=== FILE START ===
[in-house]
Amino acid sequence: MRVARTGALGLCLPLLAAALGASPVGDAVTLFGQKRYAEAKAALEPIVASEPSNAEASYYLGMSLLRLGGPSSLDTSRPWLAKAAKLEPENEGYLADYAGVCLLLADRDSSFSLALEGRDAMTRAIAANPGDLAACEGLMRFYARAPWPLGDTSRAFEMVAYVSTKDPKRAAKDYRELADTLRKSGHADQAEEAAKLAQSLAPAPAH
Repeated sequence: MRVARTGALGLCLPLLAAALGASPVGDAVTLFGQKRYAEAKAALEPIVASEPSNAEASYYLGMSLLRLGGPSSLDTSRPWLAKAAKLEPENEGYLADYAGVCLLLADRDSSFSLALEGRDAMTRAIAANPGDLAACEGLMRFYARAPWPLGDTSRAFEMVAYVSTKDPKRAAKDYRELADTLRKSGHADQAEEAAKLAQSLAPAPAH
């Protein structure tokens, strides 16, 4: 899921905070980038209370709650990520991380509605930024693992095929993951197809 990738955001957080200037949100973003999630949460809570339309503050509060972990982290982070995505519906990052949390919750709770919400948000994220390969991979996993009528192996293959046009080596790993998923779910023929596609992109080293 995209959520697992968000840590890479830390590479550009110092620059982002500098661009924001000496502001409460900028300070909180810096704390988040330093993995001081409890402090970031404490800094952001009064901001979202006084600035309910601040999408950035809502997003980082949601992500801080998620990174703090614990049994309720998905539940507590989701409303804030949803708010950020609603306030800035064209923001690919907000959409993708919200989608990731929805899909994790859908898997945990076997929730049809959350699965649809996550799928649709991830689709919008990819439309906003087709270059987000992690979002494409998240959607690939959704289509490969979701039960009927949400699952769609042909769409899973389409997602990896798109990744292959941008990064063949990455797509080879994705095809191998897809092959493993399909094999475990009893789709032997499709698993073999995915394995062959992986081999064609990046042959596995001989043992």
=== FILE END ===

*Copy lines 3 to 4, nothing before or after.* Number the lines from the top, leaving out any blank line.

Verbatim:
Repeated sequence: MRVARTGALGLCLPLLAAALGASPVGDAVTLFGQKRYAEAKAALEPIVASEPSNAEASYYLGMSLLRLGGPSSLDTSRPWLAKAAKLEPENEGYLADYAGVCLLLADRDSSFSLALEGRDAMTRAIAANPGDLAACEGLMRFYARAPWPLGDTSRAFEMVAYVSTKDPKRAAKDYRELADTLRKSGHADQAEEAAKLAQSLAPAPAH
């Protein structure tokens, strides 16, 4: 899921905070980038209370709650990520991380509605930024693992095929993951197809 990738955001957080200037949100973003999630949460809570339309503050509060972990982290982070995505519906990052949390919750709770919400948000994220390969991979996993009528192996293959046009080596790993998923779910023929596609992109080293 995209959520697992968000840590890479830390590479550009110092620059982002500098661009924001000496502001409460900028300070909180810096704390988040330093993995001081409890402090970031404490800094952001009064901001979202006084600035309910601040999408950035809502997003980082949601992500801080998620990174703090614990049994309720998905539940507590989701409303804030949803708010950020609603306030800035064209923001690919907000959409993708919200989608990731929805899909994790859908898997945990076997929730049809959350699965649809996550799928649709991830689709919008990819439309906003087709270059987000992690979002494409998240959607690939959704289509490969979701039960009927949400699952769609042909769409899973389409997602990896798109990744292959941008990064063949990455797509080879994705095809191998897809092959493993399909094999475990009893789709032997499709698993073999995915394995062959992986081999064609990046042959596995001989043992």